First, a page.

Writing in its international patent, the Colombian firm said the cocoa powder contained particularly concentrated levels of the polyphenol -epicatechin – up to 40% richer by weight than levels found in the original cocoa bean – offering great possibilities to develop healthy cocoa-based products.
“There is the need to have cocoa-based food products with a content of specific antioxidant substances which is sufficient to obtain certain health benefits,” CasaLuker wrote in the patent filing.
“One of the general objects of the present invention is to provide a cocoa powder and cocoa-based products having a high content of antioxidant substances, especially polyphenols such as epicatechins and catechins.”
Gentler heat process
CasaLuker said the polyphenol content had been “retained or only partially effected” by avoiding the traditional process treatment of roasting, which denatured or oxidized the polyphenols. Instead of roasting, it said, infrared heating had been used to separate the bean from the shell.
Unfermented or under-fermented cocoa beans were firstly drained to reduce the action of microorganisms that initiate fermentation, then dried in sunlight and heated at a temperature of between 70-120°C for up to 30 minutes with infrared. The heated beans were then winnowed to separate the cocoa nibs from the shell and the nibs ground into a cocoa liquor that was then processed into cocoa solids and cocoa butter.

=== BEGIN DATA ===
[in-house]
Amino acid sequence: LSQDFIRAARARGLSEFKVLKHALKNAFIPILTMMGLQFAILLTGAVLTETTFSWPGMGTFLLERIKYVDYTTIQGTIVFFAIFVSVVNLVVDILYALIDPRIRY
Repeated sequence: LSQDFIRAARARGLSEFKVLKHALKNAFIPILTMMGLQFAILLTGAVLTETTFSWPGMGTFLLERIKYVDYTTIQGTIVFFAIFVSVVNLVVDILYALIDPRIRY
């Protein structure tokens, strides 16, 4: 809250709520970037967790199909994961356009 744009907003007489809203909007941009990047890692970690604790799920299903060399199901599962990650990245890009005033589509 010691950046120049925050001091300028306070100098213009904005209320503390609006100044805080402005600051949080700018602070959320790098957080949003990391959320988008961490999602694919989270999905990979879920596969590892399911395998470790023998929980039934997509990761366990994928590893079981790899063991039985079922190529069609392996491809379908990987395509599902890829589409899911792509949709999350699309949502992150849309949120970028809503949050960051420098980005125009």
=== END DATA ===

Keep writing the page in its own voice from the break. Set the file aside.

By processing the beans in this way, CasaLuker said it had “quite unexpectedly” managed to produce a powder with a higher -epicatechin content than what was found in the starting bean. Levels, it said, were always equal to or greater than 15g per kilogram and could even be as high as 33-45g/kg powder. Cocoa beans typically contained around 24g of -epicatechin per kilo.
The company said the -epicatechin levels in its cocoa powder were also higher compared to other cocoa powders on the market.
Maintaining such high levels of antioxidants in the final cocoa powder, it said, meant inclusion into food, nutritional products, dietary supplements and even the medical field held nutritional promise.
Importantly, because the powder was specifically high in -epicatechin – a monomer that had good absorption in the gastrointestinal tract, it therefore had better bioavailability compared to other polyphenols found in cocoa beans.
This improved bioavailability and therefore potent antioxidant power meant there was opportunity to use the powder in the treatment and prevention of various health conditions, it said, including Parkinson's disease, Alzheimer's disease, gene mutations, cancers and inflammatory diseases.
“...The invention provides a non-therapeutical or therapeutical use of the cocoa-based product or cocoa powder for reducing the cellular oxidative stress in an organism, especially a human being.”
CasaLuker is a major exporter of Colombian cocoa-based products, including beans, paste and butter. Its export products are made using cocoa beans from 'Fino de Aroma' growing regions in South America – a category established by the International Cocoa Organization (ICCO) for cocoa that reaches certain flavor, aroma, and quality levels.
Source: WIPO International Patent No. WO2017208058
Published: December 7, 2017. Filed: June 3, 2016.
Title: “High polyphenols cocoa powder based products, uses and methods for the manufacture thereof”
Authors: CasaLuker S.A